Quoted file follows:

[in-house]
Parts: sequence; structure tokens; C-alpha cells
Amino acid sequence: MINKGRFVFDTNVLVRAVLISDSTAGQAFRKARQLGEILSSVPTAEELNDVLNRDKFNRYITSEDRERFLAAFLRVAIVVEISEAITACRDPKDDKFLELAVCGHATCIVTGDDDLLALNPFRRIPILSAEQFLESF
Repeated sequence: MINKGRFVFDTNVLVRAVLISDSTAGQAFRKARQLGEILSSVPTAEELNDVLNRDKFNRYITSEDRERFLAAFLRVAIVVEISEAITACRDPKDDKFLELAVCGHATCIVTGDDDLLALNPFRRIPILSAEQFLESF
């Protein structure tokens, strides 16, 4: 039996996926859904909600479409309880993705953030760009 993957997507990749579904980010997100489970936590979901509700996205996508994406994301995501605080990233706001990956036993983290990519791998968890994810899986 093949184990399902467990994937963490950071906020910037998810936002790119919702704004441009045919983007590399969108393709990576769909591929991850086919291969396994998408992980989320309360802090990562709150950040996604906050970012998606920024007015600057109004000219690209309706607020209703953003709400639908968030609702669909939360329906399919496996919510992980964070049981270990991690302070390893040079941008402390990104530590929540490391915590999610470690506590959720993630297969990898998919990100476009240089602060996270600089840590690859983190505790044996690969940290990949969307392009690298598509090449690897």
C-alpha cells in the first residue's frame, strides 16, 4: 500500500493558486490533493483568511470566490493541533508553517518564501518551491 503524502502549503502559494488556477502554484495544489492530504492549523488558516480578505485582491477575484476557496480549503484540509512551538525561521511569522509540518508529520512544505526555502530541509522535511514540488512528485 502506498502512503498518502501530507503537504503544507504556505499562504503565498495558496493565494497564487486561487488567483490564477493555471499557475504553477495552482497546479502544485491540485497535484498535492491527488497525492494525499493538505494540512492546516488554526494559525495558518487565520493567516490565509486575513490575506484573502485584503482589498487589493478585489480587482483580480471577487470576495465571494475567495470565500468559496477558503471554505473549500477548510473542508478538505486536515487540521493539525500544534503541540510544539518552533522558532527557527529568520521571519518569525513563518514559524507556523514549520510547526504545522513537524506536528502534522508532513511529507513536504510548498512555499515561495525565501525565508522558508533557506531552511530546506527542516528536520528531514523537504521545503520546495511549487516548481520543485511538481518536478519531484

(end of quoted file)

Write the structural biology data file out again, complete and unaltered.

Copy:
[in-house]
Parts: sequence; structure tokens; C-alpha cells
Amino acid sequence: MINKGRFVFDTNVLVRAVLISDSTAGQAFRKARQLGEILSSVPTAEELNDVLNRDKFNRYITSEDRERFLAAFLRVAIVVEISEAITACRDPKDDKFLELAVCGHATCIVTGDDDLLALNPFRRIPILSAEQFLESF
Repeated sequence: MINKGRFVFDTNVLVRAVLISDSTAGQAFRKARQLGEILSSVPTAEELNDVLNRDKFNRYITSEDRERFLAAFLRVAIVVEISEAITACRDPKDDKFLELAVCGHATCIVTGDDDLLALNPFRRIPILSAEQFLESF
């Protein structure tokens, strides 16, 4: 039996996926859904909600479409309880993705953030760009 993957997507990749579904980010997100489970936590979901509700996205996508994406994301995501605080990233706001990956036993983290990519791998968890994810899986 093949184990399902467990994937963490950071906020910037998810936002790119919702704004441009045919983007590399969108393709990576769909591929991850086919291969396994998408992980989320309360802090990562709150950040996604906050970012998606920024007015600057109004000219690209309706607020209703953003709400639908968030609702669909939360329906399919496996919510992980964070049981270990991690302070390893040079941008402390990104530590929540490391915590999610470690506590959720993630297969990898998919990100476009240089602060996270600089840590690859983190505790044996690969940290990949969307392009690298598509090449690897």
C-alpha cells in the first residue's frame, strides 16, 4: 500500500493558486490533493483568511470566490493541533508553517518564501518551491 503524502502549503502559494488556477502554484495544489492530504492549523488558516480578505485582491477575484476557496480549503484540509512551538525561521511569522509540518508529520512544505526555502530541509522535511514540488512528485 502506498502512503498518502501530507503537504503544507504556505499562504503565498495558496493565494497564487486561487488567483490564477493555471499557475504553477495552482497546479502544485491540485497535484498535492491527488497525492494525499493538505494540512492546516488554526494559525495558518487565520493567516490565509486575513490575506484573502485584503482589498487589493478585489480587482483580480471577487470576495465571494475567495470565500468559496477558503471554505473549500477548510473542508478538505486536515487540521493539525500544534503541540510544539518552533522558532527557527529568520521571519518569525513563518514559524507556523514549520510547526504545522513537524506536528502534522508532513511529507513536504510548498512555499515561495525565501525565508522558508533557506531552511530546506527542516528536520528531514523537504521545503520546495511549487516548481520543485511538481518536478519531484